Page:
Bsoft version 1.9.0 was pushed out. This update is a big one with further conversion to C++ syntax and new programs that do fast cross-correlation searches (bfcc), reconstruct tomographic particles and estimate resolution (btompart), symmetrize hexagonal tubes (btube), reconstruct a cross section based on helical parameters (bhelcross), estimate filament width (bfilwidth), support single particle reconstructions (bspr), calculate regional density averages (bdens), and manipulate plane models (bplane).
CARA is now at version 1.9.0. This version includes new variants with arguments for spec.createPeakList() and spec.openPeakList() and a new requirement to define the home of the peaklist.
CCP4 version 6.5.008 is the new default. In addition to a bevy of bug fixes, this version includes improvements to multi-copy search in Molrep, handling of nucleic acids and increased dimensions in ccp4-progs, updates to the autosharp interface in ccp4i, and in ARP/wARP, a new solvent search run from ccp4i, changed file name length in the ligand search, and an option to select MTZ column labels for protein model building.
CMView was updated to version 1.1.1.
CTFFIND 4 version 4.0.13 is a new version of ctffind that should run significantly faster than CTFFIND 3 and may give slightly improved results when processing data from detectors other than scanned photographic film.
The EMAN2 2.1 nightly update was installed, currently only for Linux users.
The IMOD 4.7.13 release fixed robust fitting with whole contours that aren't cut into pieces, a problem when running SIRT with binned K2 data, an error in the last interpolation region between strips in Ctfphasefli, and a bug in Imodauto if there are empty boundary contours.
Maxit version 8.2 is now the default version.
Phenix is now at nightly build dev-2027.
relax version 3.3.8 is a minor bugfix release that allows the relax GUI to be used on screens with the low resolution of 1024x768 pixels.
For Relion Linux version 1.3, we pushed out a bug fix build.
RSRef version 0.4.2 (currently only for Linux) was added to the collection. RSRef comes from Michael Chapman's lab at the Oregon Health and Science University and can be used for the fitting of atomic models into electron density maps derived from x-ray crystallography or electron microscopy by stereochemically-restrained refinement.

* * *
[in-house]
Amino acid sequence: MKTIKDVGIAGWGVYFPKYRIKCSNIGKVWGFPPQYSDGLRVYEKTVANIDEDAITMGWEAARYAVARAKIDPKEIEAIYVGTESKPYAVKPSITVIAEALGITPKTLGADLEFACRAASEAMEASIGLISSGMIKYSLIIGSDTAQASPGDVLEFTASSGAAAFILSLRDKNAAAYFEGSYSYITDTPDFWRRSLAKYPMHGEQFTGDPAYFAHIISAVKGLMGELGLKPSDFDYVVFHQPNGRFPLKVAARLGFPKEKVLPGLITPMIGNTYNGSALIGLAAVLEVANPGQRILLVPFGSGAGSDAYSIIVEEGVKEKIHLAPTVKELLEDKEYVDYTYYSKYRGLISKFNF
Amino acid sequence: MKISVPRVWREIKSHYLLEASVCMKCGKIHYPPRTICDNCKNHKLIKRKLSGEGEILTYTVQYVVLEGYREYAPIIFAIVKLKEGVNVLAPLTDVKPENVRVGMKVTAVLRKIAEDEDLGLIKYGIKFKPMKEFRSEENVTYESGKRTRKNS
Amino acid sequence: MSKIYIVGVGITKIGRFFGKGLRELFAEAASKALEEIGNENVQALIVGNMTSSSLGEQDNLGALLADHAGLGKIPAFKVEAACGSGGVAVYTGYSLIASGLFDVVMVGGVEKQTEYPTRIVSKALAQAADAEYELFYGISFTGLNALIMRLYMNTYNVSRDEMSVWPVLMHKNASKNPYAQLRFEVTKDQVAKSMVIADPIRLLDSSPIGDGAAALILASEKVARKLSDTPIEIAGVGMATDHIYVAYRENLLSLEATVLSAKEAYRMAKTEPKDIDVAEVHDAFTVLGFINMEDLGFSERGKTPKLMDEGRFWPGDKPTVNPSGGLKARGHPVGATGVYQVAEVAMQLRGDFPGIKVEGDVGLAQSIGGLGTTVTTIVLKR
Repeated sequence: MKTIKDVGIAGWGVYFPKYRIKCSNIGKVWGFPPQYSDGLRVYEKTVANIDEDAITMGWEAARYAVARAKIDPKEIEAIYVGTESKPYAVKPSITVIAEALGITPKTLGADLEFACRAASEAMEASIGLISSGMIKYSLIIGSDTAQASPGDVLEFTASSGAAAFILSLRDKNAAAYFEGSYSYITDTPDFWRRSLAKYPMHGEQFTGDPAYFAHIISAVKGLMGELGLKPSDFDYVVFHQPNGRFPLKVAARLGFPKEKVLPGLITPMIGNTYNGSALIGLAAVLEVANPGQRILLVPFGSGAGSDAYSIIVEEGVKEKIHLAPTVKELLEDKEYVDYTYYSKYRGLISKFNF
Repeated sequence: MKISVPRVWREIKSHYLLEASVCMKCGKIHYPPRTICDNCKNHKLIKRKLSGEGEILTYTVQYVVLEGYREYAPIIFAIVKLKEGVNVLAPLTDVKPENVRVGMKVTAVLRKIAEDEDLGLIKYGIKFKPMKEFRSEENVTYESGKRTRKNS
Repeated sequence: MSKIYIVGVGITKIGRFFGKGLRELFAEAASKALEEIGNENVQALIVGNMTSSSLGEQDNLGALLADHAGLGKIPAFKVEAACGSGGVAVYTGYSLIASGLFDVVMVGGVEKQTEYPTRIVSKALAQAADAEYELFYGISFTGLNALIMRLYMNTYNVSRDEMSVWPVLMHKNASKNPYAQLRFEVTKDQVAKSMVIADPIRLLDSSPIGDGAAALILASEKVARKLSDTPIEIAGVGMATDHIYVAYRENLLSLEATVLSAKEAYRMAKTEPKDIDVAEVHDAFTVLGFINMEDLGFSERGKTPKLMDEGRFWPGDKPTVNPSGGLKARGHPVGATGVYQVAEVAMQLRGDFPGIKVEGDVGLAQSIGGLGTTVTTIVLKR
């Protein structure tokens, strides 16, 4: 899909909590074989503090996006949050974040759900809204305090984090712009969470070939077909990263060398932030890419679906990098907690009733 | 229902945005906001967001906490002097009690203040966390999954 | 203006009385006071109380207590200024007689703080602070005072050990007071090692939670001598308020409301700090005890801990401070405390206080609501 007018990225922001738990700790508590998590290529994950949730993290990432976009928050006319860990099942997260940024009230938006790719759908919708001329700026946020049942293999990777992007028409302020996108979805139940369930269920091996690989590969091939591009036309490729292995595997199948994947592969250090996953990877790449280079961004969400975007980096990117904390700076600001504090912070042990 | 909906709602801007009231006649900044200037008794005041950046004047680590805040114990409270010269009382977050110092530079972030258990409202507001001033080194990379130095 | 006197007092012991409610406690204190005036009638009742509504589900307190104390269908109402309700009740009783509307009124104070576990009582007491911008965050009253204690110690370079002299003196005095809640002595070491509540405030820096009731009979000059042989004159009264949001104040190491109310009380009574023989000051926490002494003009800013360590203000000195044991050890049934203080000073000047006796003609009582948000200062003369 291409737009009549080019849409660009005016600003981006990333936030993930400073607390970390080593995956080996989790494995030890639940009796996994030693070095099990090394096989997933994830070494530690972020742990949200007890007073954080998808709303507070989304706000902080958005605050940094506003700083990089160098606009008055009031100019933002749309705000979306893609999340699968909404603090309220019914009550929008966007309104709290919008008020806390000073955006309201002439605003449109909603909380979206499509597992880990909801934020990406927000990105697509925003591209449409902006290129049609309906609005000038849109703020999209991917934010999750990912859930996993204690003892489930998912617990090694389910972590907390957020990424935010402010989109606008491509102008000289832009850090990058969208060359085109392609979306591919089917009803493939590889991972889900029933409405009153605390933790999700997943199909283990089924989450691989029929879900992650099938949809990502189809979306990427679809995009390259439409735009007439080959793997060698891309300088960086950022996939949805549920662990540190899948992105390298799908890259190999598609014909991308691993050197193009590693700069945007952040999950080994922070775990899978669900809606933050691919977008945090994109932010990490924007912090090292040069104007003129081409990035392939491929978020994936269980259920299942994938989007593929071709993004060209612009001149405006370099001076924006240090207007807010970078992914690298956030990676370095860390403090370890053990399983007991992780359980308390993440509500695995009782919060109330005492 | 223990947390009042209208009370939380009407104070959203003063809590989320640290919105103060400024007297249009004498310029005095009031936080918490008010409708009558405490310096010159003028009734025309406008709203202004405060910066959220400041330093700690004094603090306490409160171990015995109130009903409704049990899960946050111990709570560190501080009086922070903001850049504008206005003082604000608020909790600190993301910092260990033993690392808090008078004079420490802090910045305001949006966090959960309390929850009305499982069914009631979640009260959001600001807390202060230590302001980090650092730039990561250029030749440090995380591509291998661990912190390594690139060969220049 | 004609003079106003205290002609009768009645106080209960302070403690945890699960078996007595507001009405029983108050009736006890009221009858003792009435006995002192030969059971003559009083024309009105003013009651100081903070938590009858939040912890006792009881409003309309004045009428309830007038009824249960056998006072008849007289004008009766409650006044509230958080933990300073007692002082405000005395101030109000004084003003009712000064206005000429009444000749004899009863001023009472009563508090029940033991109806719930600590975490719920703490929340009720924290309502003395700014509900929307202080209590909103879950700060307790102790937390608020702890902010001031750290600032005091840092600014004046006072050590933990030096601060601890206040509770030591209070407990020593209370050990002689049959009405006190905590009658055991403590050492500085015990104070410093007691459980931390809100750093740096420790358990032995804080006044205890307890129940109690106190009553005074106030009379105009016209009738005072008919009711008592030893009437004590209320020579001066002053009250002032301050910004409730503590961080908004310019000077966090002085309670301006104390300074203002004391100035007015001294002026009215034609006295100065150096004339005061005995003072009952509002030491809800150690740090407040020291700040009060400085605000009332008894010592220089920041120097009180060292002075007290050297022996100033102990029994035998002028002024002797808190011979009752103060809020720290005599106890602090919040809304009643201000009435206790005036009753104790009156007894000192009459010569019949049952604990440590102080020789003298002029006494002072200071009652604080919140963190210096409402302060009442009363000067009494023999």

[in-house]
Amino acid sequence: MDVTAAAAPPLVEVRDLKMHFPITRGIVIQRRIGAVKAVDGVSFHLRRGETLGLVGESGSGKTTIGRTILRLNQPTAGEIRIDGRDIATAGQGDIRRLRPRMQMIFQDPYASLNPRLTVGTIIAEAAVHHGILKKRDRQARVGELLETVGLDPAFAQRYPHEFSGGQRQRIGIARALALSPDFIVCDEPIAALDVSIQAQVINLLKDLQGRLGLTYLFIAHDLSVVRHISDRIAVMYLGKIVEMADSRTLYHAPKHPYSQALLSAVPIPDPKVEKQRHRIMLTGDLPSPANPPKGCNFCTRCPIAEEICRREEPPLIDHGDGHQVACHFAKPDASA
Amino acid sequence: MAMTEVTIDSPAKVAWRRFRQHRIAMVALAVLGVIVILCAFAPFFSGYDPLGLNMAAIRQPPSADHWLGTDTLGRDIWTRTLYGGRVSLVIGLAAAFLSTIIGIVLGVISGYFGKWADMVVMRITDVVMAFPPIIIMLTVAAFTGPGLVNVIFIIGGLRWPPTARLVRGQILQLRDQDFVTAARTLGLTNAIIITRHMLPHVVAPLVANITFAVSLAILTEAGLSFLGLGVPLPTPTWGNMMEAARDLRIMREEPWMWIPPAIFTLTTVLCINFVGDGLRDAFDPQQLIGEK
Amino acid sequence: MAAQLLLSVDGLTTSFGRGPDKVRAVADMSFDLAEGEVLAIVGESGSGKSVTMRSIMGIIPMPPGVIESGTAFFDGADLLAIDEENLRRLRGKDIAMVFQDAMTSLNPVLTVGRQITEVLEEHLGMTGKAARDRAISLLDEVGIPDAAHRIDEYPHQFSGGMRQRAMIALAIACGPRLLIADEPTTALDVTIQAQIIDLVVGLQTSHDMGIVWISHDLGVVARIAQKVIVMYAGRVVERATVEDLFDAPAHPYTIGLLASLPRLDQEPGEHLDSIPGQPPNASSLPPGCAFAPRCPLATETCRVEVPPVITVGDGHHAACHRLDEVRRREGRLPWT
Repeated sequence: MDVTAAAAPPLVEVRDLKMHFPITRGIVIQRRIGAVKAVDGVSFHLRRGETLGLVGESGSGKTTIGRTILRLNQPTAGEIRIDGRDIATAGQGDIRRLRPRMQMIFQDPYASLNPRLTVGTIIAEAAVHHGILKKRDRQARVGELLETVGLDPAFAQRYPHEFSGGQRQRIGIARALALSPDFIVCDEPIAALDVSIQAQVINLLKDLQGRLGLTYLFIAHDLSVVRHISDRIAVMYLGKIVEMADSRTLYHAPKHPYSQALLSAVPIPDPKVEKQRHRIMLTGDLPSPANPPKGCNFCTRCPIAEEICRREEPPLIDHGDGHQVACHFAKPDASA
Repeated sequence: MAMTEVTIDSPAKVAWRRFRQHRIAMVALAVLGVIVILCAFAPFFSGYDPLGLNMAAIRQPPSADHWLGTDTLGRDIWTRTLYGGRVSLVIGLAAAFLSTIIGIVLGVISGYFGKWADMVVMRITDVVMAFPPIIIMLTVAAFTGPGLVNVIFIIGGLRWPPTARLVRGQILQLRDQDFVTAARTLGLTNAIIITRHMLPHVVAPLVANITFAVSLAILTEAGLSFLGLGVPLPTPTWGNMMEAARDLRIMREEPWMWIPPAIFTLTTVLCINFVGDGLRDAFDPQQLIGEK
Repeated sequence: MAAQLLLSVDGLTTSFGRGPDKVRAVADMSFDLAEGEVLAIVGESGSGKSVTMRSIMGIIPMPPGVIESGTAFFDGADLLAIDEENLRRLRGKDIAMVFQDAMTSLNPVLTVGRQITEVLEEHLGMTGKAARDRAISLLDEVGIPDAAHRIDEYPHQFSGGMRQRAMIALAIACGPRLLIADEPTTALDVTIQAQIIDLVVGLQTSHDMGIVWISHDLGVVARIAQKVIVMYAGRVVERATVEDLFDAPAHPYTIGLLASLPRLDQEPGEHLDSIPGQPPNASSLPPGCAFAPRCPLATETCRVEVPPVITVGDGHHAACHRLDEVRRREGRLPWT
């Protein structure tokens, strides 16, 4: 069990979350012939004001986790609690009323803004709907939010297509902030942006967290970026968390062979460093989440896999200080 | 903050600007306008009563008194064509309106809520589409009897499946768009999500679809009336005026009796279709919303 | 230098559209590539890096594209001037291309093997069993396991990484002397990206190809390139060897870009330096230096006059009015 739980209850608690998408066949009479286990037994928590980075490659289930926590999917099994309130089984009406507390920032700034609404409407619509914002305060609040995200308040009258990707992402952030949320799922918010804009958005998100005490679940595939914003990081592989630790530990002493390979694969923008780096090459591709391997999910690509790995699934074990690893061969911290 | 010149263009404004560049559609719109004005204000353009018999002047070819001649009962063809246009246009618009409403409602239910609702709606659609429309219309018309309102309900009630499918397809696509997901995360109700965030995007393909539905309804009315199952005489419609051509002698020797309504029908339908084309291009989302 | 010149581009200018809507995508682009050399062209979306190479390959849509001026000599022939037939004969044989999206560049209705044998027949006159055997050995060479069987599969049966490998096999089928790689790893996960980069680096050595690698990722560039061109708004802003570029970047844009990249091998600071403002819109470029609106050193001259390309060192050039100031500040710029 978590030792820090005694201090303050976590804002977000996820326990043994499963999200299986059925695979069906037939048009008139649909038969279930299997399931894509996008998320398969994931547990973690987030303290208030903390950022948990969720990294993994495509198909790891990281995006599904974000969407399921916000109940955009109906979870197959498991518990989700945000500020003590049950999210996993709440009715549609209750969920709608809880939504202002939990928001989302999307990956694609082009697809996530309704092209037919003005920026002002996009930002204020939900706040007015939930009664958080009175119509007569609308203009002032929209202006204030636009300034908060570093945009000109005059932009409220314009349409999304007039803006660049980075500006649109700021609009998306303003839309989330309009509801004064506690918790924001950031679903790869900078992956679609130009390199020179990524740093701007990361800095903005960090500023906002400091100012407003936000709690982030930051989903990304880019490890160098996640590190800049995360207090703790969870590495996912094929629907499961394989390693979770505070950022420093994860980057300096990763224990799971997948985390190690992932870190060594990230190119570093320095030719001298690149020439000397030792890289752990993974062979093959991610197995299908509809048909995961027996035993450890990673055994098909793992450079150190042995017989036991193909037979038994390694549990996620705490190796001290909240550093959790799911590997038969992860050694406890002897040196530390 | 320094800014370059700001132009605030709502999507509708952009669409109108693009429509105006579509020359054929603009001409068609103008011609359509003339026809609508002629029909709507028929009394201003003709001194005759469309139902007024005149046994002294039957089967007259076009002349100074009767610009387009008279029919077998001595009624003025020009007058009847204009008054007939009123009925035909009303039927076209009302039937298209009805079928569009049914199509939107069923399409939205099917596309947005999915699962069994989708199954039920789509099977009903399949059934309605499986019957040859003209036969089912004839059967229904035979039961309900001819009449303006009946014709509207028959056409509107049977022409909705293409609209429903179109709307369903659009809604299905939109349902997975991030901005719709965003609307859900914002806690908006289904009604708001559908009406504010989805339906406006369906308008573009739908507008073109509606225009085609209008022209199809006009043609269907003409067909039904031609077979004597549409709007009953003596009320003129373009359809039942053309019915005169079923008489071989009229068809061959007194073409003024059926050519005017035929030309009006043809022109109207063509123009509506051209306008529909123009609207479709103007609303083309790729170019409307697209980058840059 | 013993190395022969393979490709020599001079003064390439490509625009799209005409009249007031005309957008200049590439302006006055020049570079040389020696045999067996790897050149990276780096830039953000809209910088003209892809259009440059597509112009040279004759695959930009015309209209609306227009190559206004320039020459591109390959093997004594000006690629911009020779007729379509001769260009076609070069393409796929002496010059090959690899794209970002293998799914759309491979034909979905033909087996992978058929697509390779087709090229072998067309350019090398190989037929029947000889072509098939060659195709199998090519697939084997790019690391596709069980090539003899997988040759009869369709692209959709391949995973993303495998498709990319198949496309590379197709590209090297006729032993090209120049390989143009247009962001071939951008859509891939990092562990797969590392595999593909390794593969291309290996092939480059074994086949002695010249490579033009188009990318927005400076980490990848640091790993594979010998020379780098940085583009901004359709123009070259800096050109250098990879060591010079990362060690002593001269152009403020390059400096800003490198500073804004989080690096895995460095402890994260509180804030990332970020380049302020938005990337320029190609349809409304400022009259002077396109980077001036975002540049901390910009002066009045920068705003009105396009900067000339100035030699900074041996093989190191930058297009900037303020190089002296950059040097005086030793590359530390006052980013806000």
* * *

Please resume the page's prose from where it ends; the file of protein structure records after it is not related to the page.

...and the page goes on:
The Schrodinger 2015-1 release include a new tool in BioLuminate for predicting protein titration curves. Also in BioLuminate, peptide docking can now be done with non-standard residues. The covalent docking panel has been redesigned in Glide and a number of other significant improvements have been included.
SPIDER version 22.09 includes a new procedure for aligning raw frames from a direct capture camera using multiple linear regression for frame alignment.
Theseus version 3.1.1 includes minor tweaks to the help page, updates to the man page, a slightly improved algorithm, a corrected marginal likelihood calculation, a change to include average structure in same reference frame as the superposition, and fixed a bug in the PCA output. Please note, Theseus is now distributed with CCP4 and may be removed as a stand alone application soon.
Please don't forget to cite our eLife publication (eLife 2013;2:e01456) for all projects completed with SBGrid compiled software.
Please note that not all software applications are available to every SBGrid member type. If you see an application that you would like to use, but is not included in your software tree, please contact us to find out what options are available for access.